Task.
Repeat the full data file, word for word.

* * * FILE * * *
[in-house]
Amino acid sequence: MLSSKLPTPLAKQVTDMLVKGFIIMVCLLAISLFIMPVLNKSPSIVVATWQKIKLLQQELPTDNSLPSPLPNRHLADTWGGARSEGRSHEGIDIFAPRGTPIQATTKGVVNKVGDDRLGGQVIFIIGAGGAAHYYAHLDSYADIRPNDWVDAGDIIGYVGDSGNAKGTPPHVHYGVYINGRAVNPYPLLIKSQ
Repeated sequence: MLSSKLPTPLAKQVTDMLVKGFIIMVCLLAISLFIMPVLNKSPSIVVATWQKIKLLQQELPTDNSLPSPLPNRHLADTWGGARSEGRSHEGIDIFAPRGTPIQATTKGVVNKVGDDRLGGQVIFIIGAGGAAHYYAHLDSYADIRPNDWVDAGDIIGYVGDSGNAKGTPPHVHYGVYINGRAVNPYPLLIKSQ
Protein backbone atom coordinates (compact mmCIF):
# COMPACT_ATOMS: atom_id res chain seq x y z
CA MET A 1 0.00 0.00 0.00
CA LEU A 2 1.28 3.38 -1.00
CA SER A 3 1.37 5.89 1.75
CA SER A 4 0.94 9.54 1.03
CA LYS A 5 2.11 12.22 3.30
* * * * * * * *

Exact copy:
[in-house]
Amino acid sequence: MLSSKLPTPLAKQVTDMLVKGFIIMVCLLAISLFIMPVLNKSPSIVVATWQKIKLLQQELPTDNSLPSPLPNRHLADTWGGARSEGRSHEGIDIFAPRGTPIQATTKGVVNKVGDDRLGGQVIFIIGAGGAAHYYAHLDSYADIRPNDWVDAGDIIGYVGDSGNAKGTPPHVHYGVYINGRAVNPYPLLIKSQ
Repeated sequence: MLSSKLPTPLAKQVTDMLVKGFIIMVCLLAISLFIMPVLNKSPSIVVATWQKIKLLQQELPTDNSLPSPLPNRHLADTWGGARSEGRSHEGIDIFAPRGTPIQATTKGVVNKVGDDRLGGQVIFIIGAGGAAHYYAHLDSYADIRPNDWVDAGDIIGYVGDSGNAKGTPPHVHYGVYINGRAVNPYPLLIKSQ
Protein backbone atom coordinates (compact mmCIF):
# COMPACT_ATOMS: atom_id res chain seq x y z
CA MET A 1 0.00 0.00 0.00
CA LEU A 2 1.28 3.38 -1.00
CA SER A 3 1.37 5.89 1.75
CA SER A 4 0.94 9.54 1.03
CA LYS A 5 2.11 12.22 3.30